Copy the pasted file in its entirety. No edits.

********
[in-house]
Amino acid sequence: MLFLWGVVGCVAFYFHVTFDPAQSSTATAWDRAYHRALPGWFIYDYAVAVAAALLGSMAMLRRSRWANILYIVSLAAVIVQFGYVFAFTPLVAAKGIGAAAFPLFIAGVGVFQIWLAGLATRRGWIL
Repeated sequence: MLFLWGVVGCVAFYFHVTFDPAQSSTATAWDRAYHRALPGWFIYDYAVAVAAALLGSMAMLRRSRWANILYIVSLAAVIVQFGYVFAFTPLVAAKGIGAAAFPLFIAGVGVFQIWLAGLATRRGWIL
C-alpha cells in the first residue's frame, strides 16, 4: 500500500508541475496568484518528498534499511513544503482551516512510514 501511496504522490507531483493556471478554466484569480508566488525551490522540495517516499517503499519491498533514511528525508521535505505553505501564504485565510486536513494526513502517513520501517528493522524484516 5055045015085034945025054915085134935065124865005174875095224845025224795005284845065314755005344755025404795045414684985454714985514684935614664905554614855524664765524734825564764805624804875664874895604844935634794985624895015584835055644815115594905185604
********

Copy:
[in-house]
Amino acid sequence: MLFLWGVVGCVAFYFHVTFDPAQSSTATAWDRAYHRALPGWFIYDYAVAVAAALLGSMAMLRRSRWANILYIVSLAAVIVQFGYVFAFTPLVAAKGIGAAAFPLFIAGVGVFQIWLAGLATRRGWIL
Repeated sequence: MLFLWGVVGCVAFYFHVTFDPAQSSTATAWDRAYHRALPGWFIYDYAVAVAAALLGSMAMLRRSRWANILYIVSLAAVIVQFGYVFAFTPLVAAKGIGAAAFPLFIAGVGVFQIWLAGLATRRGWIL
C-alpha cells in the first residue's frame, strides 16, 4: 500500500508541475496568484518528498534499511513544503482551516512510514 501511496504522490507531483493556471478554466484569480508566488525551490522540495517516499517503499519491498533514511528525508521535505505553505501564504485565510486536513494526513502517513520501517528493522524484516 5055045015085034945025054915085134935065124865005174875095224845025224795005284845065314755005344755025404795045414684985454714985514684935614664905554614855524664765524734825564764805624804875664874895604844935634794985624895015584835055644815115594905185604